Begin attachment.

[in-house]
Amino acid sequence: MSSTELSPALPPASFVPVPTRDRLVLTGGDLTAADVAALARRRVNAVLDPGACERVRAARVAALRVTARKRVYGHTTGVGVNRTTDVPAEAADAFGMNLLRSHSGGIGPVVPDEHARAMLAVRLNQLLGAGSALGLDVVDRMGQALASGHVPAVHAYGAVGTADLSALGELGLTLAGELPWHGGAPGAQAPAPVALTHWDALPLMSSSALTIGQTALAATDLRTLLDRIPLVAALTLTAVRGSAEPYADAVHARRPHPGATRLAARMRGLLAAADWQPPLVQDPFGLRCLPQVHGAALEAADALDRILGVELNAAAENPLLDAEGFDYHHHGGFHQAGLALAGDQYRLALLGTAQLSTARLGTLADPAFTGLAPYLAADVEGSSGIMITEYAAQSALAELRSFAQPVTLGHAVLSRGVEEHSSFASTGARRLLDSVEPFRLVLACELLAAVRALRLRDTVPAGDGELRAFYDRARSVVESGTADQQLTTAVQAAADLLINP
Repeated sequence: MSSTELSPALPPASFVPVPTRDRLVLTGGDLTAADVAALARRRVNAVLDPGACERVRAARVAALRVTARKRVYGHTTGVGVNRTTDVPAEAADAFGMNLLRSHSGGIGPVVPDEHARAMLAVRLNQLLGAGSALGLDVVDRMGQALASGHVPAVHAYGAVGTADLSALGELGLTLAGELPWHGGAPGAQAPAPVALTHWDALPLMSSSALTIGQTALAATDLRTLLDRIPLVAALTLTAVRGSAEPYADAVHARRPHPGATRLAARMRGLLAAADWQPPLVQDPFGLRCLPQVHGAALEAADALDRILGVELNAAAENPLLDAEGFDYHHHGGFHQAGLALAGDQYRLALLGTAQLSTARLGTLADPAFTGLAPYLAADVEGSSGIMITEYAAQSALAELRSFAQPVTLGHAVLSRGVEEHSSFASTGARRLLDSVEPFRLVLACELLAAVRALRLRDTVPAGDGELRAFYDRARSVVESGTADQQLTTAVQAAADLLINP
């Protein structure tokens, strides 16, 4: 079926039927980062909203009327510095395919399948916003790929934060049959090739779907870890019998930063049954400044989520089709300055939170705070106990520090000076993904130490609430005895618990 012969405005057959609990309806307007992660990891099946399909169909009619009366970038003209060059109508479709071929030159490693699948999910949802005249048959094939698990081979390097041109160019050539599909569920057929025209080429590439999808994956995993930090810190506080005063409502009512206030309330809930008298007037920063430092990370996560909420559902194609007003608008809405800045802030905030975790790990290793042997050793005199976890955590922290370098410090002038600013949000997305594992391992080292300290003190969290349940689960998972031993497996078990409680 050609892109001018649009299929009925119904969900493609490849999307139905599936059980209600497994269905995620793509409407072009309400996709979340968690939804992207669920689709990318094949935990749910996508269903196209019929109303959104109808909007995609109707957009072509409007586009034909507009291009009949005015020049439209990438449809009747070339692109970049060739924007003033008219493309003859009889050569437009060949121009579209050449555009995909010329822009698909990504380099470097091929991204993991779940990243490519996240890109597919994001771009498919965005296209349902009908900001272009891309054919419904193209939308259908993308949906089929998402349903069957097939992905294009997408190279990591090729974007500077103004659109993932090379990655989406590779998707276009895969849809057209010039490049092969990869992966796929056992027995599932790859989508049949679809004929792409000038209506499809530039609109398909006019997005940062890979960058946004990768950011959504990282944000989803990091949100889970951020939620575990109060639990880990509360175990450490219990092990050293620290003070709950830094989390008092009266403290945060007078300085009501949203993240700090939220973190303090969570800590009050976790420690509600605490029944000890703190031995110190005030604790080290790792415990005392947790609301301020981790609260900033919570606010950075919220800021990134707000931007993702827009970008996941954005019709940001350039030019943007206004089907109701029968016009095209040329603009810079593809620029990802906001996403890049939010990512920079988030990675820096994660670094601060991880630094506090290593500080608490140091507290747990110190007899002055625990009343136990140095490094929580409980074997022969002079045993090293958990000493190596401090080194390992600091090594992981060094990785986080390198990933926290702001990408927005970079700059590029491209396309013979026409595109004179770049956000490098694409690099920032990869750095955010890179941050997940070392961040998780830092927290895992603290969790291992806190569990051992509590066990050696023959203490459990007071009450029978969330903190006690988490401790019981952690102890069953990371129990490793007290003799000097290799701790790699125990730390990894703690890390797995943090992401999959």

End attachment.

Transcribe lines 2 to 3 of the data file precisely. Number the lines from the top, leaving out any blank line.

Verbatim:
Amino acid sequence: MSSTELSPALPPASFVPVPTRDRLVLTGGDLTAADVAALARRRVNAVLDPGACERVRAARVAALRVTARKRVYGHTTGVGVNRTTDVPAEAADAFGMNLLRSHSGGIGPVVPDEHARAMLAVRLNQLLGAGSALGLDVVDRMGQALASGHVPAVHAYGAVGTADLSALGELGLTLAGELPWHGGAPGAQAPAPVALTHWDALPLMSSSALTIGQTALAATDLRTLLDRIPLVAALTLTAVRGSAEPYADAVHARRPHPGATRLAARMRGLLAAADWQPPLVQDPFGLRCLPQVHGAALEAADALDRILGVELNAAAENPLLDAEGFDYHHHGGFHQAGLALAGDQYRLALLGTAQLSTARLGTLADPAFTGLAPYLAADVEGSSGIMITEYAAQSALAELRSFAQPVTLGHAVLSRGVEEHSSFASTGARRLLDSVEPFRLVLACELLAAVRALRLRDTVPAGDGELRAFYDRARSVVESGTADQQLTTAVQAAADLLINP
Repeated sequence: MSSTELSPALPPASFVPVPTRDRLVLTGGDLTAADVAALARRRVNAVLDPGACERVRAARVAALRVTARKRVYGHTTGVGVNRTTDVPAEAADAFGMNLLRSHSGGIGPVVPDEHARAMLAVRLNQLLGAGSALGLDVVDRMGQALASGHVPAVHAYGAVGTADLSALGELGLTLAGELPWHGGAPGAQAPAPVALTHWDALPLMSSSALTIGQTALAATDLRTLLDRIPLVAALTLTAVRGSAEPYADAVHARRPHPGATRLAARMRGLLAAADWQPPLVQDPFGLRCLPQVHGAALEAADALDRILGVELNAAAENPLLDAEGFDYHHHGGFHQAGLALAGDQYRLALLGTAQLSTARLGTLADPAFTGLAPYLAADVEGSSGIMITEYAAQSALAELRSFAQPVTLGHAVLSRGVEEHSSFASTGARRLLDSVEPFRLVLACELLAAVRALRLRDTVPAGDGELRAFYDRARSVVESGTADQQLTTAVQAAADLLINP